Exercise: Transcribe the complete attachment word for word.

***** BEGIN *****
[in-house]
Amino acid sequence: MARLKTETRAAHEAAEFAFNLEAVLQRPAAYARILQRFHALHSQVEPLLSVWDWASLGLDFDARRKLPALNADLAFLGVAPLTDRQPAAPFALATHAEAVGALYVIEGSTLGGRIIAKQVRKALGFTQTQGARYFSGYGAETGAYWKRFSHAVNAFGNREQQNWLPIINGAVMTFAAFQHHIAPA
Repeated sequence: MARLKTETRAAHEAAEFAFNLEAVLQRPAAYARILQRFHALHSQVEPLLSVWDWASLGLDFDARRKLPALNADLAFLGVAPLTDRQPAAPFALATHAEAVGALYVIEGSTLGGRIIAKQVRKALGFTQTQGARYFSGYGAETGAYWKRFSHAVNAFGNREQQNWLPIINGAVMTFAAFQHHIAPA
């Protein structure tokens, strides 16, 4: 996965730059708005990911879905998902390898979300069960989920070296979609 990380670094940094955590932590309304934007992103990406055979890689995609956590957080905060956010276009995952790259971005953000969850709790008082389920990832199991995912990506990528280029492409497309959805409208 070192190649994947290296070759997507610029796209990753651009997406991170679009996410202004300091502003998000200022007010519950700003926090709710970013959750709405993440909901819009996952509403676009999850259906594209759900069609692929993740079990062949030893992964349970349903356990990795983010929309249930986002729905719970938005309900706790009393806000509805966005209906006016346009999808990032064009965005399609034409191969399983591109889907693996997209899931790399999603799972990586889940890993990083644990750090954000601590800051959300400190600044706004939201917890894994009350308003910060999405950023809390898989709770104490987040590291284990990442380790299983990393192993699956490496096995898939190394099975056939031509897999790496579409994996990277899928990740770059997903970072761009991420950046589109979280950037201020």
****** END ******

[in-house]
Amino acid sequence: MARLKTETRAAHEAAEFAFNLEAVLQRPAAYARILQRFHALHSQVEPLLSVWDWASLGLDFDARRKLPALNADLAFLGVAPLTDRQPAAPFALATHAEAVGALYVIEGSTLGGRIIAKQVRKALGFTQTQGARYFSGYGAETGAYWKRFSHAVNAFGNREQQNWLPIINGAVMTFAAFQHHIAPA
Repeated sequence: MARLKTETRAAHEAAEFAFNLEAVLQRPAAYARILQRFHALHSQVEPLLSVWDWASLGLDFDARRKLPALNADLAFLGVAPLTDRQPAAPFALATHAEAVGALYVIEGSTLGGRIIAKQVRKALGFTQTQGARYFSGYGAETGAYWKRFSHAVNAFGNREQQNWLPIINGAVMTFAAFQHHIAPA
């Protein structure tokens, strides 16, 4: 996965730059708005990911879905998902390898979300069960989920070296979609 990380670094940094955590932590309304934007992103990406055979890689995609956590957080905060956010276009995952790259971005953000969850709790008082389920990832199991995912990506990528280029492409497309959805409208 070192190649994947290296070759997507610029796209990753651009997406991170679009996410202004300091502003998000200022007010519950700003926090709710970013959750709405993440909901819009996952509403676009999850259906594209759900069609692929993740079990062949030893992964349970349903356990990795983010929309249930986002729905719970938005309900706790009393806000509805966005209906006016346009999808990032064009965005399609034409191969399983591109889907693996997209899931790399999603799972990586889940890993990083644990750090954000601590800051959300400190600044706004939201917890894994009350308003910060999405950023809390898989709770104490987040590291284990990442380790299983990393192993699956490496096995898939190394099975056939031509897999790496579409994996990277899928990740770059997903970072761009991420950046589109979280950037201020």